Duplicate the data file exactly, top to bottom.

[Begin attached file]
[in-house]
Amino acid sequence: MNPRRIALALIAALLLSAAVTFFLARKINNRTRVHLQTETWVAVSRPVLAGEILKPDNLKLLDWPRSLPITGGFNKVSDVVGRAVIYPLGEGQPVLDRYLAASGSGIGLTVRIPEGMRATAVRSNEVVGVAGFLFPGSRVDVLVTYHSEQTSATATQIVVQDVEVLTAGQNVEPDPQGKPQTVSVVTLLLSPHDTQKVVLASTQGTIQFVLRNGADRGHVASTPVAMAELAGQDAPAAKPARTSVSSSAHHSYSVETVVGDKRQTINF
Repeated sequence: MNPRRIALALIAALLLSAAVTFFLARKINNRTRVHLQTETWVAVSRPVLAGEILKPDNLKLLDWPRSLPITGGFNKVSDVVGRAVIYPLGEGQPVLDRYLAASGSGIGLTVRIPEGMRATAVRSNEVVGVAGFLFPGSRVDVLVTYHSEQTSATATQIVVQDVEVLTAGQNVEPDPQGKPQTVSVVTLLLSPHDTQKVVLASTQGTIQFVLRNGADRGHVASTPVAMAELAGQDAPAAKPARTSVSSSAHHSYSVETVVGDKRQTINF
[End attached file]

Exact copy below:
[in-house]
Amino acid sequence: MNPRRIALALIAALLLSAAVTFFLARKINNRTRVHLQTETWVAVSRPVLAGEILKPDNLKLLDWPRSLPITGGFNKVSDVVGRAVIYPLGEGQPVLDRYLAASGSGIGLTVRIPEGMRATAVRSNEVVGVAGFLFPGSRVDVLVTYHSEQTSATATQIVVQDVEVLTAGQNVEPDPQGKPQTVSVVTLLLSPHDTQKVVLASTQGTIQFVLRNGADRGHVASTPVAMAELAGQDAPAAKPARTSVSSSAHHSYSVETVVGDKRQTINF
Repeated sequence: MNPRRIALALIAALLLSAAVTFFLARKINNRTRVHLQTETWVAVSRPVLAGEILKPDNLKLLDWPRSLPITGGFNKVSDVVGRAVIYPLGEGQPVLDRYLAASGSGIGLTVRIPEGMRATAVRSNEVVGVAGFLFPGSRVDVLVTYHSEQTSATATQIVVQDVEVLTAGQNVEPDPQGKPQTVSVVTLLLSPHDTQKVVLASTQGTIQFVLRNGADRGHVASTPVAMAELAGQDAPAAKPARTSVSSSAHHSYSVETVVGDKRQTINF